Strength training: how to increase muscle mass

Mass is important in sports where moving objects- either people or heavy implements- requires the use of momentum

by James Marshall

strength training

“How do I get big?” is a question I am often asked.  This comes from two types of parties- the first who need some mass in their sport, usually those in contact or collision sports. The second are from those who don’t need it, but want to train for aesthetics.

Guess who I choose to train?

Mass is important in some sports where moving objects- either people or heavy implements such as the shot or a rowing boat- requires the use of momentum (remember that mass x velocity = momentum). So, people in these sports often need to increase mass in order to perform better.

In other sports, such as weightlifting, it is a by product of the immense amount of training that is undertaken over the years.  Here, it is not overall mass that is important, indeed that is counterproductive in weight categories, but mass of the limbs that are doing the work.

In a lot of sports, such as running or field sports, too much mass is unproductive as it either means the athlete has to carry extra weight, or that the limbs are heavier and increase inertia and so slow the velocity of that limb down.

Athletes are bombarded by information in this area, but often it comes from anecdotal evidence or from supplement suppliers. I recently attended a lecture by Professor Mike Stone which highlighted some research in this area, and here are some of the key areas he covered.

Work to rest ratios are very important, and managing stress (training and otherwise) is essential Stress releases hormones such as cortisol which inhibits growth. If there is enough rest between training sessions, then resting testosterone levels increase.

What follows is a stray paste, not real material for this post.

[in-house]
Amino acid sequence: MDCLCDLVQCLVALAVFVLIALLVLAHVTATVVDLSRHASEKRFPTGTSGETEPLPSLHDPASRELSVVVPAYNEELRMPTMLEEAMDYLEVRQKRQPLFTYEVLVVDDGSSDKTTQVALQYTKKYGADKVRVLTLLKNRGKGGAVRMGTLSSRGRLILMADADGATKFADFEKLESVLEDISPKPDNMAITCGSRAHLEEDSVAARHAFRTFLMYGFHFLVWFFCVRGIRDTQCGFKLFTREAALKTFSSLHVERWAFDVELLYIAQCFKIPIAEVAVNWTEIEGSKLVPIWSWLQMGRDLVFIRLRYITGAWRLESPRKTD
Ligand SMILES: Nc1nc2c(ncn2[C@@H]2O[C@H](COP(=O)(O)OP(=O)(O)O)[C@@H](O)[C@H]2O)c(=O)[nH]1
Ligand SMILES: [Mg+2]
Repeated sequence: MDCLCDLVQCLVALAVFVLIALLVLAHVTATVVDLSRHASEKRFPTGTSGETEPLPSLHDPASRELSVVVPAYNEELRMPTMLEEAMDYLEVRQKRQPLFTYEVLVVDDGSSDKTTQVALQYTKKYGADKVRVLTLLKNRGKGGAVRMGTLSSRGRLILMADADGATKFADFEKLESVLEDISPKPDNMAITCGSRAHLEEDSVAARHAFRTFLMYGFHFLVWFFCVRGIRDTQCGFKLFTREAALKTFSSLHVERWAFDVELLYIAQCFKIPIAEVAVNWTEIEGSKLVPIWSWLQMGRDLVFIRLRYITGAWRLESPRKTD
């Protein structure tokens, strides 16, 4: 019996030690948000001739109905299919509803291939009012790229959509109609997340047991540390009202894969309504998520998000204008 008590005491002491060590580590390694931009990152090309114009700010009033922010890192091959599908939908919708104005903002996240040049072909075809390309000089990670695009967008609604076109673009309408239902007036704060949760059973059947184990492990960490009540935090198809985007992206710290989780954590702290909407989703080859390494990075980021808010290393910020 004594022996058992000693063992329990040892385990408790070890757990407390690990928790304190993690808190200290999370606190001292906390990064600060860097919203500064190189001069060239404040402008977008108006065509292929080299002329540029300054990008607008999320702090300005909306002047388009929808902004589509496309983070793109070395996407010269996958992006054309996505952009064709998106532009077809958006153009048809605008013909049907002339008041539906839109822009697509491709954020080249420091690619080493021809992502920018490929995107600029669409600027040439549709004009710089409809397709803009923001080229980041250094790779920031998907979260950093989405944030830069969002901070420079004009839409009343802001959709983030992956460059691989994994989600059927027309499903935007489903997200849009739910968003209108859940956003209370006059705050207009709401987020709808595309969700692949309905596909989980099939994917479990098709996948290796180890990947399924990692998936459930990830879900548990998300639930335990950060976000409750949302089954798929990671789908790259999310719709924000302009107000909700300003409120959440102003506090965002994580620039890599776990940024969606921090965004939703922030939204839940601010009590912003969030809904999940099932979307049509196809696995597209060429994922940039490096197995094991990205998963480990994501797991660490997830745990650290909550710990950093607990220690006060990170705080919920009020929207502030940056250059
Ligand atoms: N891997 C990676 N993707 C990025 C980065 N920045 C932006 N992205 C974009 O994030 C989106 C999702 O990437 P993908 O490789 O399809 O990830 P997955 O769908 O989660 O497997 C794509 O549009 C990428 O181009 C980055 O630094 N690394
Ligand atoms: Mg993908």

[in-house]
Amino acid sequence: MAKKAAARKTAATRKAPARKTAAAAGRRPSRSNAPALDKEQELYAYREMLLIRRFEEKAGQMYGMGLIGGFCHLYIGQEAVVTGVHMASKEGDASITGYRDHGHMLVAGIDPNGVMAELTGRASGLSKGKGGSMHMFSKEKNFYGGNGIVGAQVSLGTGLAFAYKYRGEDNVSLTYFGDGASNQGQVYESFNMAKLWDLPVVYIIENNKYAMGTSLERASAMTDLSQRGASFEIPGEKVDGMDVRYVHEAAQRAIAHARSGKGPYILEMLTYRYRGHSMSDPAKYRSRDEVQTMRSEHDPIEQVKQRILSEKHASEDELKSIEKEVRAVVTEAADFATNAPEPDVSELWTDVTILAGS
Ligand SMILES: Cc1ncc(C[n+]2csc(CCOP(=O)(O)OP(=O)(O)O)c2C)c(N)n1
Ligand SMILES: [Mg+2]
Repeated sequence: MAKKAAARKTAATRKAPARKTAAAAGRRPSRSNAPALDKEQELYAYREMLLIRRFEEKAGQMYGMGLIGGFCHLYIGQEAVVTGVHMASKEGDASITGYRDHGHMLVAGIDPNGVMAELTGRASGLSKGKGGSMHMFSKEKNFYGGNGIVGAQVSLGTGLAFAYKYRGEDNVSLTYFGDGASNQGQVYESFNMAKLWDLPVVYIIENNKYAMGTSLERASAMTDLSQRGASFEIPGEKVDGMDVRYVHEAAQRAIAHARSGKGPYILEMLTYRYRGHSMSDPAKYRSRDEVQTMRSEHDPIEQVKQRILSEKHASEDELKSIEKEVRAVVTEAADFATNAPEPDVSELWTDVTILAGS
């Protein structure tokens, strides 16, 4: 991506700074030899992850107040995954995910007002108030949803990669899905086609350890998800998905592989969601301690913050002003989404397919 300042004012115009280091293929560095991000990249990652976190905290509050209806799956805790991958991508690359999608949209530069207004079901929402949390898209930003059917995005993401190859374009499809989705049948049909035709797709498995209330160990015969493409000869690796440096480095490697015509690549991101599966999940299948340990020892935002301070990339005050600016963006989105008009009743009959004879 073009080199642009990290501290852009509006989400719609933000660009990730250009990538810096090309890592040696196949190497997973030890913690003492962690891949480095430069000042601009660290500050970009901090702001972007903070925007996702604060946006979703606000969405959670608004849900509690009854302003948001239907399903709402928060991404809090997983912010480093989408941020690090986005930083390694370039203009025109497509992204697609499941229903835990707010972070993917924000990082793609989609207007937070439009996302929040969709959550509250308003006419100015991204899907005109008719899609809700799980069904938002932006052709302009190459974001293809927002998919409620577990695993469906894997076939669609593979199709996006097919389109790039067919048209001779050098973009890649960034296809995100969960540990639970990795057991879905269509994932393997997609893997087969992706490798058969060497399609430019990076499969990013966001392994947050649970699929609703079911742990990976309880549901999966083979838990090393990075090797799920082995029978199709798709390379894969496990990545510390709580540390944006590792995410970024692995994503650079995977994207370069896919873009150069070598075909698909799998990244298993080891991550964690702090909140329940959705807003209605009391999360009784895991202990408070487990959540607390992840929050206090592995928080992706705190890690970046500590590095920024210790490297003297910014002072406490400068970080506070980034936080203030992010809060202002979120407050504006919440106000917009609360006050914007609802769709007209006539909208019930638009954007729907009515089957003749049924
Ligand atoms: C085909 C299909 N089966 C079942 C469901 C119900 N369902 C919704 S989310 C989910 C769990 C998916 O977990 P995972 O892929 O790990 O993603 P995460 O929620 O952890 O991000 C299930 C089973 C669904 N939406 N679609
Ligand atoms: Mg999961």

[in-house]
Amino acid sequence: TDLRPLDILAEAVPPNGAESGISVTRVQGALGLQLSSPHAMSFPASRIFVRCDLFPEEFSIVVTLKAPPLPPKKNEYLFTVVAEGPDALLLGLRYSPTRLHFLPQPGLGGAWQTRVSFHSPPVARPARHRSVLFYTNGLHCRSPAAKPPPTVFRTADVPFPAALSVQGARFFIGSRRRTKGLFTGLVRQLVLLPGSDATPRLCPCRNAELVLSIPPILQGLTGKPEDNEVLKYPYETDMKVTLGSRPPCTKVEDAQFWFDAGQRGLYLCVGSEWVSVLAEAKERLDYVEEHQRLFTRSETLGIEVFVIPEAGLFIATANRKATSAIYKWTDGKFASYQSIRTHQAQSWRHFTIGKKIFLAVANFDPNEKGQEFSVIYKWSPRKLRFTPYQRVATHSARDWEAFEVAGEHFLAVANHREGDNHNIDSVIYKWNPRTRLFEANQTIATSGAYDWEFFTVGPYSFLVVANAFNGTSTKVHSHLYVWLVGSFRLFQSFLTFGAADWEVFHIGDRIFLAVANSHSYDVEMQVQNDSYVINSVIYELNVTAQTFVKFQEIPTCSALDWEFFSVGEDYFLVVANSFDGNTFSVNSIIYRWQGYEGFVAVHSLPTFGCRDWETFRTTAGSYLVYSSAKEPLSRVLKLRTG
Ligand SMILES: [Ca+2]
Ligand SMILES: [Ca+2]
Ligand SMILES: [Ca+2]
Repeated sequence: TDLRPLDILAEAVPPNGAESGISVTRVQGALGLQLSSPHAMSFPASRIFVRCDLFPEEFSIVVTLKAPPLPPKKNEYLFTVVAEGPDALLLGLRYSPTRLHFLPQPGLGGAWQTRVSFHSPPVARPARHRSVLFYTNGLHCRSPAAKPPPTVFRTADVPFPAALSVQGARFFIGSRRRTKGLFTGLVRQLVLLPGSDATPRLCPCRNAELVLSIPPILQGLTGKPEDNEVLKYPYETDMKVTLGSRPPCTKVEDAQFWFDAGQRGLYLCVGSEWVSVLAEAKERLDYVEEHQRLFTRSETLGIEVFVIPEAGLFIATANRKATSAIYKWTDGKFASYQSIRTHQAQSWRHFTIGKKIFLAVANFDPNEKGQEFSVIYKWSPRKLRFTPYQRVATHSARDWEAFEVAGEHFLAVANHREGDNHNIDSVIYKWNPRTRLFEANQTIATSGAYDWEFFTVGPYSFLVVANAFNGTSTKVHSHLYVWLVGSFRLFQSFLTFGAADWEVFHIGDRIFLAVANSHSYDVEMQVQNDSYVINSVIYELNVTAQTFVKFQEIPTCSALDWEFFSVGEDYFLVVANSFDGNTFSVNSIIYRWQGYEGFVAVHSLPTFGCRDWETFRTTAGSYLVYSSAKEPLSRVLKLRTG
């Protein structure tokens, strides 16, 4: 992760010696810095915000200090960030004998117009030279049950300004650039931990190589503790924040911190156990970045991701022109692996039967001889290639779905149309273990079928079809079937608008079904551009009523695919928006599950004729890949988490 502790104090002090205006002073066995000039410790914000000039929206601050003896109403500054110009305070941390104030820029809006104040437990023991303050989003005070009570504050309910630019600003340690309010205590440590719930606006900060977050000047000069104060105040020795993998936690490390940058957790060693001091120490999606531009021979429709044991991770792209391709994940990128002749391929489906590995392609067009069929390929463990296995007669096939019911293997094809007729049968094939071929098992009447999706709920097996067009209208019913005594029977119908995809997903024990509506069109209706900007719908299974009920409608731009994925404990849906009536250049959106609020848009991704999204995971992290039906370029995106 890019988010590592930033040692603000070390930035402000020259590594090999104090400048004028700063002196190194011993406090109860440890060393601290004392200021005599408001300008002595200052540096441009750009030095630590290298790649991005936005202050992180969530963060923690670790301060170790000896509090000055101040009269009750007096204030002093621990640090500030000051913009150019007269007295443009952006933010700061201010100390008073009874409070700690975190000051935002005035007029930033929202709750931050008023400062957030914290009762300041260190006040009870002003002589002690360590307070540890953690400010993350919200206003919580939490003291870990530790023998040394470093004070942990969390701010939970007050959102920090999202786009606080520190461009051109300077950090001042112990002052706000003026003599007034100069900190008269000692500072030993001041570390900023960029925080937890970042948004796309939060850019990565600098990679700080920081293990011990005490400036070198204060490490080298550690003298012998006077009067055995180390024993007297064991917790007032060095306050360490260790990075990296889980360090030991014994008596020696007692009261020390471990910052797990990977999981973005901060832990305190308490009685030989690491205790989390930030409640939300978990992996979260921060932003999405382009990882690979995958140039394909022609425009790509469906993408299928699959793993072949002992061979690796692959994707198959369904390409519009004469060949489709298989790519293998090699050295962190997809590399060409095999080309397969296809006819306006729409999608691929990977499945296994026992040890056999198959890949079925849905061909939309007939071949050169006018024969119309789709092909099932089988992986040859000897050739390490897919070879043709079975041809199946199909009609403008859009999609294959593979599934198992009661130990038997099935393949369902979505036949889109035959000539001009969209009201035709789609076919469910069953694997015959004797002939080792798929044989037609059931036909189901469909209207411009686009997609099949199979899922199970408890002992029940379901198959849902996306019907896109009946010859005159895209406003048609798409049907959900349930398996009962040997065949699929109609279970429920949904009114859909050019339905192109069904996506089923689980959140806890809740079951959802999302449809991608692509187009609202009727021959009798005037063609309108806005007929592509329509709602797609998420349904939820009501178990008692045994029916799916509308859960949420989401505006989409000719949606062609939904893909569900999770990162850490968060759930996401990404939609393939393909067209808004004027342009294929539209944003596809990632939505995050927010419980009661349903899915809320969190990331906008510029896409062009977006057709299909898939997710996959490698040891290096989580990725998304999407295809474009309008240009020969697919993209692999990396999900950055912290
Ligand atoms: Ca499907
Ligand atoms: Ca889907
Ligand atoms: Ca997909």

Training + testosterone= less fat, greater mass, greater strength, greater power.

Immediately after training there is a decrease in insulin. Insulin is important because it helps synthesis protein which helps grow muscle tissue. Having a meal with carbohydrates and protein in it after training will stimulate insulin release and this will help grow muscle.

The total amount of work done in training may be more important than how that work is divided into sets, reps and load. For example if you are squatting 120kg for 5 reps for 5 sets with 3 minutes rest in between sets, that is a total load of 3000kg.You could also lift 6 sets of 5 reps on 100kg and lift a total of 3000kg. The exception may be for beginners where they will have to lift for more reps per set. So they might lift 6 sets of 10 reps of 50kg and still lift 3000kg.

The important thing is not to train to failure, so that adequate rest can take place in the session itself, and in between sessions. You will be better off lifting a weight that you can comfortably do for 6 reps, and do more sets, rather than trying to do the same weight for 8 reps. A good night’s sleep is essential- and that is free.

When training athletes, I normally do a 3-4 week block of this type of training, followed by either an endurance block of training, or a power block, depending on their goals and the needs of their sport. The important thing is to change, and not to get stuck with one method.

Key points:

•    More rest may be necessary than previously thought- 2 -3 minutes per set.
•    Lift heavy- more weight means more adaptation.
•    That means less reps- so between 4-8 per set.
•    Training to failure is not necessary to get big.
•    Eat a meal that combines protein and carbohydrate as soon as possible after training.
•    Rest between sessions.

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